Maybe that is what my sister is doing, saving herself in the only way she knows how. It might seem insane to onlookers but to her it makes sense. I hope someday she will find what she is looking for. I hope she will find someone who understands her and will take care of her and show her how it is to be loved. She needs it. Love is something she never experienced in her life. Certainly not from my mother who hated her from the moment she was born. Hate she passed on to anyone and everything that has something to do with my sister including her children. I don’t understand it. I will never understand how someone let alone a mother could differentiate her love between her children? 

They say all parents do it, they love their children in different ways, seeing each child as an individual, each one with their own unique characteristics, strengths, and weaknesses and may find it easier to understand one child from another. That I could understand. But to hate and shun your own child calling her ugly among so many other derogatory terms is to me unacceptable. 

Maybe my mother had her own twisted reasons for doing it. She never told me when she was alive and now that she’s dead, I will never know why. Perhaps that is the madness of my mother, favoring one child among her children.

Maybe we are all mad here in Wonderland.

Emilie Autumn said:

Some are born mad, some achieve madness, and some have madness thrust upon ’em.

I believe the last one is my sister.

Her mind is too weak to cope with our dysfunctional family situations. But she’s not alone. None of us siblings survived the ordeal of growing up without scars, visible or invisible. The traumas manifested in all sorts of bizarre behaviors which in turn have lead into more compromising circumstances breeding the next generations of the likes of us.

God knows where it will lead.

According to the experts___

When you find yourself locked onto an unpleasant train of thought, heading for the places in your past where the screaming is unbearable, remember there’s always madness. Madness is the emergency exit.

I will keep this in mind.

When things become unbearable.

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The hierarchy of needs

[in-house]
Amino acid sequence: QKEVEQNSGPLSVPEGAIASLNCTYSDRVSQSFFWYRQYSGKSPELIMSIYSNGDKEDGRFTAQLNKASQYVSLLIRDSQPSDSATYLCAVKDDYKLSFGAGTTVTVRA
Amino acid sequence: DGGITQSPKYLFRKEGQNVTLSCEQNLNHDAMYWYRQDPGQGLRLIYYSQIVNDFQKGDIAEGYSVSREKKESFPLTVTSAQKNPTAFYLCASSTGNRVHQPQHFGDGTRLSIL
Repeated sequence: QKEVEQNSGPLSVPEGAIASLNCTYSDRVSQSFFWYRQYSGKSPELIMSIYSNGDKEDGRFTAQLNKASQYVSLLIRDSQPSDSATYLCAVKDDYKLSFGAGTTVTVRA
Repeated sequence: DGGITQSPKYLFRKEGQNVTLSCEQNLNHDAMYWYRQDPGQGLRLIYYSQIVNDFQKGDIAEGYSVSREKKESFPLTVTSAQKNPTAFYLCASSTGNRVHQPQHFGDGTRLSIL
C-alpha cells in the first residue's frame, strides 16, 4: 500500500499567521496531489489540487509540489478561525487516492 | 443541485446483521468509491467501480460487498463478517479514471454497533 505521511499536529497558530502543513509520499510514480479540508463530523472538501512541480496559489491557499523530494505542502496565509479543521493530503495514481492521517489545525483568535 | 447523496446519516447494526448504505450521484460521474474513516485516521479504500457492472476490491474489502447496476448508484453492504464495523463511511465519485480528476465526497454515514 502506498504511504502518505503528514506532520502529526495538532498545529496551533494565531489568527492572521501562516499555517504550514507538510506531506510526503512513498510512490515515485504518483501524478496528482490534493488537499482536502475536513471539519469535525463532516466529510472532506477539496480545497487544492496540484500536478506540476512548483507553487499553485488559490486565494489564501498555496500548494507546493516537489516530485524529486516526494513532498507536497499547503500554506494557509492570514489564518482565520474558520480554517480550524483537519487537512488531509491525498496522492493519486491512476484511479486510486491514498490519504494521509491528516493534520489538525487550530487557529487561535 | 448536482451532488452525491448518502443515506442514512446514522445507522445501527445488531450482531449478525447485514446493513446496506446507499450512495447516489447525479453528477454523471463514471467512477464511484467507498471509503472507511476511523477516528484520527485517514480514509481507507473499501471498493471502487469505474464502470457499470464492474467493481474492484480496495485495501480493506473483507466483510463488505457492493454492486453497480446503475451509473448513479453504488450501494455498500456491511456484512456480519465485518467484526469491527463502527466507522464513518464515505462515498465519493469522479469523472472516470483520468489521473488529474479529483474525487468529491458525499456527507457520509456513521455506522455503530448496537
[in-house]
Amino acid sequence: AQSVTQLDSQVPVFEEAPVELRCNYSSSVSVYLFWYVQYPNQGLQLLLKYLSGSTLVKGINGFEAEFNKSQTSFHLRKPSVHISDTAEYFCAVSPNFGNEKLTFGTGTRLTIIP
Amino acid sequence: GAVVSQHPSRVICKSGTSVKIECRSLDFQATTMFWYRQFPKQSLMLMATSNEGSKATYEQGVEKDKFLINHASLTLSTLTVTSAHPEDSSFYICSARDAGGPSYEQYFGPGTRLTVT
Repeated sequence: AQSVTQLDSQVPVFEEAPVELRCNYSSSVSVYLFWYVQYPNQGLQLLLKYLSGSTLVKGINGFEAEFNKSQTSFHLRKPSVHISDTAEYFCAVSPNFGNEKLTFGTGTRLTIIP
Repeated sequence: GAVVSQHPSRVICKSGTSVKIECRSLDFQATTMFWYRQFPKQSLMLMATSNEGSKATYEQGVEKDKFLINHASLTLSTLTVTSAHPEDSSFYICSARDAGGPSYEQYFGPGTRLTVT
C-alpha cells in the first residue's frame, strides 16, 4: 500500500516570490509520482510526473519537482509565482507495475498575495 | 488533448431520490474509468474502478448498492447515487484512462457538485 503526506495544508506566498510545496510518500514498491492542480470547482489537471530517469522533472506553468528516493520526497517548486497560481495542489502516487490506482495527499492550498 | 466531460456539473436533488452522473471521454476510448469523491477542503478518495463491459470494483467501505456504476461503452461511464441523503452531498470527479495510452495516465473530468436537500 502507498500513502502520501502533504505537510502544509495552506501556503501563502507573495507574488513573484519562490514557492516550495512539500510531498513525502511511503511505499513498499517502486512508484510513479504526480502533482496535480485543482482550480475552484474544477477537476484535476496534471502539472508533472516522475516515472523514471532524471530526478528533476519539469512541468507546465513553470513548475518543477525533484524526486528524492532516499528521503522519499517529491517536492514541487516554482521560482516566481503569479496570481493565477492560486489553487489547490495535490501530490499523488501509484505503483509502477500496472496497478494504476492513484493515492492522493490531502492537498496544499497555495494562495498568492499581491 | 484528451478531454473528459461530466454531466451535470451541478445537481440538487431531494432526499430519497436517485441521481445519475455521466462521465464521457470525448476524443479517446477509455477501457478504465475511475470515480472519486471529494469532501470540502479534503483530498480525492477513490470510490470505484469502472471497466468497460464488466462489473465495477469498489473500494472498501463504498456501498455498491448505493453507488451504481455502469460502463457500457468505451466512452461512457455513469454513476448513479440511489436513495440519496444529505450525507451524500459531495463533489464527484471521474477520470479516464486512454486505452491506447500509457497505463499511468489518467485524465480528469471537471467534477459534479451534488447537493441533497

To be beautiful means to be yourself. You don’t need to be accepted by others. You need to accept yourself. When you are born a lotus flower, be a beautiful lotus flower, don’t try to be a magnolia flower. If you crave acceptance and recognition and try to change yourself to fit what other people want you to be, you will suffer all your life. True happiness and true power lie in understanding yourself, accepting yourself, having confidence in yourself. ― ~Thích Nhất Hạnh

This above quote made me think of Maslow’s hierarchy of needs which btw I failed miserably on all levels, no wonder I grew up to be the person I am today. On the other hand, I don’t exhibit most of the symptoms that I supposed to be having being deprived of almost all the basic needs that made up the whole pyramid. For example, I practice the above quote without knowing and I don’t crave attention, love or acceptance. I don’t form an attachment to anything or anyone But then again maybe I am what I am because I never pass the first hurdle which is the psychological needs. This means that if a human is struggling to meet their physiological needs, then they are unlikely to intrinsically pursue safety, belongingness, esteem, and self-actualization. That explains probably why. Perhaps my greatest issue is Self-actualization, which actually is not a surprise according to Maslow’s theory. Maslow believed that to understand this level of need, the person must not only achieve the previous needs but master them. Though I believe and practice religiously what my father instilled into me which is to fulfill any task big or small with my utmost best, heart and soul or do not do it at all, I failed to utilize my talents and abilities pursuing my dreams (I prefer to call them that instead of goals) meaning success for me means translating one’s capabilities into monetary aspect. I wonder where that came from. It’s just so. And if my daughter is to be believed, my parenting proficiency is also next to nothing and let’s not talk about pursuing happiness because I miserably failed on that level too. So, what’s left? Me, a failure on all counts.

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Boredom can be a lethal thing on a small island.